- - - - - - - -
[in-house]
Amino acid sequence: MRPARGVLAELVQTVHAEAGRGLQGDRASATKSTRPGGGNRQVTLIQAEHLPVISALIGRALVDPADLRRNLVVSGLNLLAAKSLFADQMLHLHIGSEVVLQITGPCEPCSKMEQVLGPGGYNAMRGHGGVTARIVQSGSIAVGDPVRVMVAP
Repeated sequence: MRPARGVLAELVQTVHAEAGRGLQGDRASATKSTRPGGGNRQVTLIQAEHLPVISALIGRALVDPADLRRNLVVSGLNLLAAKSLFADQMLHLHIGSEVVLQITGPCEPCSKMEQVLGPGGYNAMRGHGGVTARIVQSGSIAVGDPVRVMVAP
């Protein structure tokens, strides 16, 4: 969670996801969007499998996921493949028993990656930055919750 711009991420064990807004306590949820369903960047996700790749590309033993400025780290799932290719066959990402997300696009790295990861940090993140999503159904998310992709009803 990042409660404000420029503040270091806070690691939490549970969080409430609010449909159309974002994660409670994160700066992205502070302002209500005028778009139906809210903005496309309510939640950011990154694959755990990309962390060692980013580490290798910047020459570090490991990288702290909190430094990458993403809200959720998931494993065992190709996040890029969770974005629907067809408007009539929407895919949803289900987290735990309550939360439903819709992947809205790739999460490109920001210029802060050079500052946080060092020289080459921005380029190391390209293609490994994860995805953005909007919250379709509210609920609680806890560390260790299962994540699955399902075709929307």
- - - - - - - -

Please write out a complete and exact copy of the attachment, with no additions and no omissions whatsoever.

[in-house]
Amino acid sequence: MRPARGVLAELVQTVHAEAGRGLQGDRASATKSTRPGGGNRQVTLIQAEHLPVISALIGRALVDPADLRRNLVVSGLNLLAAKSLFADQMLHLHIGSEVVLQITGPCEPCSKMEQVLGPGGYNAMRGHGGVTARIVQSGSIAVGDPVRVMVAP
Repeated sequence: MRPARGVLAELVQTVHAEAGRGLQGDRASATKSTRPGGGNRQVTLIQAEHLPVISALIGRALVDPADLRRNLVVSGLNLLAAKSLFADQMLHLHIGSEVVLQITGPCEPCSKMEQVLGPGGYNAMRGHGGVTARIVQSGSIAVGDPVRVMVAP
């Protein structure tokens, strides 16, 4: 969670996801969007499998996921493949028993990656930055919750 711009991420064990807004306590949820369903960047996700790749590309033993400025780290799932290719066959990402997300696009790295990861940090993140999503159904998310992709009803 990042409660404000420029503040270091806070690691939490549970969080409430609010449909159309974002994660409670994160700066992205502070302002209500005028778009139906809210903005496309309510939640950011990154694959755990990309962390060692980013580490290798910047020459570090490991990288702290909190430094990458993403809200959720998931494993065992190709996040890029969770974005629907067809408007009539929407895919949803289900987290735990309550939360439903819709992947809205790739999460490109920001210029802060050079500052946080060092020289080459921005380029190391390209293609490994994860995805953005909007919250379709509210609920609680806890560390260790299962994540699955399902075709929307």